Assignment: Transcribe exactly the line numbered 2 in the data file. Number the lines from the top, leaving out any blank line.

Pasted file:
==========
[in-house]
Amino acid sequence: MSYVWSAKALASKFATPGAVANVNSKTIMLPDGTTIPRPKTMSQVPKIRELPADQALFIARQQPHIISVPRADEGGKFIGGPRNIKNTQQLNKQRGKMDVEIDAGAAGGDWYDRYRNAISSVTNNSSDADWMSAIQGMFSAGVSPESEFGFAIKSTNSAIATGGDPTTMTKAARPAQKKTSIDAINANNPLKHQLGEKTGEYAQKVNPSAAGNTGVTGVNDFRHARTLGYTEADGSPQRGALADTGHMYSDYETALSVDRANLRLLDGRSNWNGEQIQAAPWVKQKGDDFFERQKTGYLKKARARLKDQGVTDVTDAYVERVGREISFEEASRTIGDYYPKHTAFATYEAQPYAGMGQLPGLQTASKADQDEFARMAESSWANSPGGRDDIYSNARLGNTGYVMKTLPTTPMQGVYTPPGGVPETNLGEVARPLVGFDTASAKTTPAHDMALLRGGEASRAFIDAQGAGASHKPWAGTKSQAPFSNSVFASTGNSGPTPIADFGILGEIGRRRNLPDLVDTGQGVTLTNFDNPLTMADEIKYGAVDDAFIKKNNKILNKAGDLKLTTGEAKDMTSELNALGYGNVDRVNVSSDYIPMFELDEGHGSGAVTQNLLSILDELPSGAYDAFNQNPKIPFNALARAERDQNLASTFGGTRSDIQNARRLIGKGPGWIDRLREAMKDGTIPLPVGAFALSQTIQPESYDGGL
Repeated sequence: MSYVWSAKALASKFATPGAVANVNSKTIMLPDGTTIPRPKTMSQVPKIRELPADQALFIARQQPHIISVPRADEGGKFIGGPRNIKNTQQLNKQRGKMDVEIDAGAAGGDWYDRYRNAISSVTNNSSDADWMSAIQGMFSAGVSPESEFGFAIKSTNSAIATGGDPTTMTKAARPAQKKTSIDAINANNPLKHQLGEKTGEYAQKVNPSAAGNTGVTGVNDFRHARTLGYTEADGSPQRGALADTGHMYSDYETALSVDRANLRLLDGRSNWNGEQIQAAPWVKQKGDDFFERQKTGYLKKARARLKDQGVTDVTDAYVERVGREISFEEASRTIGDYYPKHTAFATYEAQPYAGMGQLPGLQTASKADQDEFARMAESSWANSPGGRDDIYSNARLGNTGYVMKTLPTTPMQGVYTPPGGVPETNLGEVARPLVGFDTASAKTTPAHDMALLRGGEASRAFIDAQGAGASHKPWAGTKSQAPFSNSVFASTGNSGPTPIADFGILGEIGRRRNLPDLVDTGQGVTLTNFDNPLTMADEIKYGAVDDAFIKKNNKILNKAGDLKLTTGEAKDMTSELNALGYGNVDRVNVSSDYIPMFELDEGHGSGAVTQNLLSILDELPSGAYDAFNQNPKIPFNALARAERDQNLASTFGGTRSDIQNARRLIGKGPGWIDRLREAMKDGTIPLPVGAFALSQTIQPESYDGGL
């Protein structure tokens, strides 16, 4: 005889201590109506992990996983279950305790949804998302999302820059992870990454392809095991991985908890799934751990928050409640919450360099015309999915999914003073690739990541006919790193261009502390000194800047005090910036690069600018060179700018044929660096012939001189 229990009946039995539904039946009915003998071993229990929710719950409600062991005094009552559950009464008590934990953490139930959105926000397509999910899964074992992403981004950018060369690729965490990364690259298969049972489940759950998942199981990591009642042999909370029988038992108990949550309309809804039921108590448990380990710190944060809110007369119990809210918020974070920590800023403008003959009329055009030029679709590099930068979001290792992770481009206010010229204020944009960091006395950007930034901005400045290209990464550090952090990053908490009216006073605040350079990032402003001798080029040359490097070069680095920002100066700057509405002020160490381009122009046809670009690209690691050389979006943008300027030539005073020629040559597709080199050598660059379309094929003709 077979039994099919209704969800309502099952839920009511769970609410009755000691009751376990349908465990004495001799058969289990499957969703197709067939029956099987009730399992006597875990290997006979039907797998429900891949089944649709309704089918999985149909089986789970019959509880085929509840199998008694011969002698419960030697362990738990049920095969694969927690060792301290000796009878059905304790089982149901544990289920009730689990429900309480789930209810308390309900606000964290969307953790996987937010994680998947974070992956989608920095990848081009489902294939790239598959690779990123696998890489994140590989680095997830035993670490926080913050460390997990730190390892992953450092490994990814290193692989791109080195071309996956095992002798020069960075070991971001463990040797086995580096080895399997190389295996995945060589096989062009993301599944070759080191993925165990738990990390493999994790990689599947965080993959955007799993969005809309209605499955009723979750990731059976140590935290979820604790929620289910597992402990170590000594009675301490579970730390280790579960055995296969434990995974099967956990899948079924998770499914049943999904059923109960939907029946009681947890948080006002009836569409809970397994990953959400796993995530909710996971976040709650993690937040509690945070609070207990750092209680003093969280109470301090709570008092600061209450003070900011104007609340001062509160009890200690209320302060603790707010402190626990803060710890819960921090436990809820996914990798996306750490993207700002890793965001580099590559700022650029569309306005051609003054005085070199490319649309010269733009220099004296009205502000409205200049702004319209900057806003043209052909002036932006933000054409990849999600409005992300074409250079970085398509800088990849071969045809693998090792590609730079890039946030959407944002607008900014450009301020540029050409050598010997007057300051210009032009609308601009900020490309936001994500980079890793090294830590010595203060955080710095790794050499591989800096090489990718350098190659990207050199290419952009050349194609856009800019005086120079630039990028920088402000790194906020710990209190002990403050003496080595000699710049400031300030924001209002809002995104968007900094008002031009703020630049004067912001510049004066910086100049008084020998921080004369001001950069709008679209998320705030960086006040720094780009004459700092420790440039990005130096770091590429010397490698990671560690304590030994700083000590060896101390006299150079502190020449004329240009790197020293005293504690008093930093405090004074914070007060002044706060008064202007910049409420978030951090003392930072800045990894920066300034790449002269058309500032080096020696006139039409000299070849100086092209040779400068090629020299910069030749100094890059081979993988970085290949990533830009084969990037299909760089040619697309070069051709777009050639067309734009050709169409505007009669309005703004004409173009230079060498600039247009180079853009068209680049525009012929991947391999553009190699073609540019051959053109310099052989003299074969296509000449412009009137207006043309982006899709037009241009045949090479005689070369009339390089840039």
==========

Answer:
Amino acid sequence: MSYVWSAKALASKFATPGAVANVNSKTIMLPDGTTIPRPKTMSQVPKIRELPADQALFIARQQPHIISVPRADEGGKFIGGPRNIKNTQQLNKQRGKMDVEIDAGAAGGDWYDRYRNAISSVTNNSSDADWMSAIQGMFSAGVSPESEFGFAIKSTNSAIATGGDPTTMTKAARPAQKKTSIDAINANNPLKHQLGEKTGEYAQKVNPSAAGNTGVTGVNDFRHARTLGYTEADGSPQRGALADTGHMYSDYETALSVDRANLRLLDGRSNWNGEQIQAAPWVKQKGDDFFERQKTGYLKKARARLKDQGVTDVTDAYVERVGREISFEEASRTIGDYYPKHTAFATYEAQPYAGMGQLPGLQTASKADQDEFARMAESSWANSPGGRDDIYSNARLGNTGYVMKTLPTTPMQGVYTPPGGVPETNLGEVARPLVGFDTASAKTTPAHDMALLRGGEASRAFIDAQGAGASHKPWAGTKSQAPFSNSVFASTGNSGPTPIADFGILGEIGRRRNLPDLVDTGQGVTLTNFDNPLTMADEIKYGAVDDAFIKKNNKILNKAGDLKLTTGEAKDMTSELNALGYGNVDRVNVSSDYIPMFELDEGHGSGAVTQNLLSILDELPSGAYDAFNQNPKIPFNALARAERDQNLASTFGGTRSDIQNARRLIGKGPGWIDRLREAMKDGTIPLPVGAFALSQTIQPESYDGGL